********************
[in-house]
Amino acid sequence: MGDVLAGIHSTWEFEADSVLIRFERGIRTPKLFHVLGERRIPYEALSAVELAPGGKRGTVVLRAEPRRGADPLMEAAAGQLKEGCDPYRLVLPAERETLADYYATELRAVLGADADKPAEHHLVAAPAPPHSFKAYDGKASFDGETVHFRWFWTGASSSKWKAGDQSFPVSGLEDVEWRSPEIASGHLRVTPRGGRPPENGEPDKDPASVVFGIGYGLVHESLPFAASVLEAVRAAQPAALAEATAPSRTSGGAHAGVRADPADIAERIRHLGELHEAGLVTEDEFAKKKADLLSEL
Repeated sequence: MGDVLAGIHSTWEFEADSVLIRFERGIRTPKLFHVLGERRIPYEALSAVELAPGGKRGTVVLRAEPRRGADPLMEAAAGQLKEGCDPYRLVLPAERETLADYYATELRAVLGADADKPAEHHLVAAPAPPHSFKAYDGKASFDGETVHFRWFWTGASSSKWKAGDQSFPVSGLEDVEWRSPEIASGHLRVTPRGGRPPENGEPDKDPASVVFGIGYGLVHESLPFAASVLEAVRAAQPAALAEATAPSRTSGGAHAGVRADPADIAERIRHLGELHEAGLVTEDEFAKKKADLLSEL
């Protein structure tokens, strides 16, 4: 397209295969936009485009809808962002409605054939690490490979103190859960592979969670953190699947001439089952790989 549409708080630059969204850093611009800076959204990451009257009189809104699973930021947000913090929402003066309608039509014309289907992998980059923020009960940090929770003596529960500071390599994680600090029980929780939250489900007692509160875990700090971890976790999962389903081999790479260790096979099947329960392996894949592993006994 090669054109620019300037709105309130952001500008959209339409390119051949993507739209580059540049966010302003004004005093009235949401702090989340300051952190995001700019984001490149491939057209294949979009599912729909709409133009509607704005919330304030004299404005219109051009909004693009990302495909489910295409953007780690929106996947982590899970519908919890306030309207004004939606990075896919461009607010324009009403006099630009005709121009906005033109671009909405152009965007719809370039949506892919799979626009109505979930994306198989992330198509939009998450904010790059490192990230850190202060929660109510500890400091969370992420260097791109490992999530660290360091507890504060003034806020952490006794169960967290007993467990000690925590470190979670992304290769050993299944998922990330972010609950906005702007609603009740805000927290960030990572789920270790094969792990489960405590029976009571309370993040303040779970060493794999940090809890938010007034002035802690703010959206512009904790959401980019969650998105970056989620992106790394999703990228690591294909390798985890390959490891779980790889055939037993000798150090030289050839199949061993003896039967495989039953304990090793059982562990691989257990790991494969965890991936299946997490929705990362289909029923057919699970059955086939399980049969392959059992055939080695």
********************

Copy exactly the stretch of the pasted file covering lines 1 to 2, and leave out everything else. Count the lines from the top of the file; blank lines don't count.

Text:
[in-house]
Amino acid sequence: MGDVLAGIHSTWEFEADSVLIRFERGIRTPKLFHVLGERRIPYEALSAVELAPGGKRGTVVLRAEPRRGADPLMEAAAGQLKEGCDPYRLVLPAERETLADYYATELRAVLGADADKPAEHHLVAAPAPPHSFKAYDGKASFDGETVHFRWFWTGASSSKWKAGDQSFPVSGLEDVEWRSPEIASGHLRVTPRGGRPPENGEPDKDPASVVFGIGYGLVHESLPFAASVLEAVRAAQPAALAEATAPSRTSGGAHAGVRADPADIAERIRHLGELHEAGLVTEDEFAKKKADLLSEL